Steel tubeset mfg?- Mtbr.com
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  1. #1

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    Steel tubeset mfg?

    I am about to drop the hammer on a custom frame in steel. While talking to the builder I mentioned I really liked my old Ritchey made with Tange Prestige and the builder mentioned some tubesets were still available in TP. Basically everything but the down tube and seat tube could be made with Tange Prestige, the rest would be either Reynolds or some other brands he mentioned and I can not recall now.

    I am curious what the general consensus is with modern steel with regards to dampening quality and durability compared to Tange Prestige? Are the newer steels available as good if not better in dampening qualities as well as maintaining a lively feel in the frameset?

    I am really curious what has been going on since my last custom build over a decade ago. Look forward to your replies.


    KB

  2. #2
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    Damn, can't believe I didn't see your post until now. Even though 4 days in Internet time is like 4 hours, I'll answer hoping it's not too late.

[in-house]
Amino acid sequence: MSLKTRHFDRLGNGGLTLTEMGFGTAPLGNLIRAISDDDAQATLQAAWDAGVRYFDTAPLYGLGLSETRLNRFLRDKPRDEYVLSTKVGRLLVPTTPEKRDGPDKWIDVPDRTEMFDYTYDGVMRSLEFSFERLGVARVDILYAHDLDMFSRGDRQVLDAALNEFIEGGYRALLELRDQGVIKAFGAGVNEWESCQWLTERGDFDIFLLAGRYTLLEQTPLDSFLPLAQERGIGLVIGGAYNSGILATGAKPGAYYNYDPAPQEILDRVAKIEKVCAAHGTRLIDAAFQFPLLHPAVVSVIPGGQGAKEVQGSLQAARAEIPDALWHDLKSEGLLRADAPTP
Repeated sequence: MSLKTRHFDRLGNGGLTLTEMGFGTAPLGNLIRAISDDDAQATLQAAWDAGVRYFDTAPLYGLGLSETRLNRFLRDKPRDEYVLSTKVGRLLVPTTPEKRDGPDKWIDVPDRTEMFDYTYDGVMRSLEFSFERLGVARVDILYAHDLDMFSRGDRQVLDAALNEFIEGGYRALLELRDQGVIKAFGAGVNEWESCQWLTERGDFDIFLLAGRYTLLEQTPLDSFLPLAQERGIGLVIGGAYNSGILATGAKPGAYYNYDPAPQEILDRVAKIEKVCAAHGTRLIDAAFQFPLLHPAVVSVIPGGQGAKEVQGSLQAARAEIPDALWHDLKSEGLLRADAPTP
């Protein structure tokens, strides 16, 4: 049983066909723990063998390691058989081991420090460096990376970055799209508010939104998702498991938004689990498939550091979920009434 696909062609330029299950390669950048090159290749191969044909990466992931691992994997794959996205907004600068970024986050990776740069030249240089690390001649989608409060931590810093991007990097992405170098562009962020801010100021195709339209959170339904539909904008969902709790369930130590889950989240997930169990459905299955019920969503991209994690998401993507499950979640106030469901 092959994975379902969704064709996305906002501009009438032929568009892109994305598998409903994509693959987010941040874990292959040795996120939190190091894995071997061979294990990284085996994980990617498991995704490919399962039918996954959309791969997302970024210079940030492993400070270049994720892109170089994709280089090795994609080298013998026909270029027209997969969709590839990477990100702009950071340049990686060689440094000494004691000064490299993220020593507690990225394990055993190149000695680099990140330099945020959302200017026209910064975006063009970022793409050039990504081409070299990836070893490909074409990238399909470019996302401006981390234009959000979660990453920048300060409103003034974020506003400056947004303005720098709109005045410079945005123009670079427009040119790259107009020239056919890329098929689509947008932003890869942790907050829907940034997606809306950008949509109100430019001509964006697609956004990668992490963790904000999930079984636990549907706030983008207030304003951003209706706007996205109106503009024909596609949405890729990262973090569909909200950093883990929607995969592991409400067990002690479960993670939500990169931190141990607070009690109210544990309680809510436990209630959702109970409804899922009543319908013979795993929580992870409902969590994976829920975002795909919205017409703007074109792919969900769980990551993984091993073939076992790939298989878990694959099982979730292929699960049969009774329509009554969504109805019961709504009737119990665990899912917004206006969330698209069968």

A cheap and good tubeset is maybe 80 bucks. An expensive one is 220. Not a big difference huh. So what you are paying for is the design of the frame and the skill of the guy making the thing. That's where the money is, because that's where the years of expertise is. If you're paying 1200 bucks or whatever for a decent custom frame, you may as well use the best tubing you can.

    The only reason I can see to use Prestige is for bragging rights if you were getting a lugged fixie or something. That little blue and silver sticker makes the fixie crowd go "ooh, you're all retro cool! You can hang out with us and heck, maybe even date our sisters!"

    So, I say, get the best modern tubeset you can.
    No longer member of the bike industry nor society, so don't hassle me.

  3. #3

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    Quote Originally Posted by Thylacine
    Damn, can't believe I didn't see your post until now. Even though 4 days in Internet time is like 4 hours, I'll answer hoping it's not too late.
    No worries I am still working out many of the build details and have not completely settled on certain aspects, dropouts or drivetrain..

    Quote Originally Posted by Thylacine
    A cheap and good tubeset is maybe 80 bucks. An expensive one is 220. Not a big difference huh. So what you are paying for is the design of the frame and the skill of the guy making the thing. That's where the money is, because that's where the years of expertise is. If you're paying 1200 bucks or whatever for a decent custom frame, you may as well use the best tubing you can.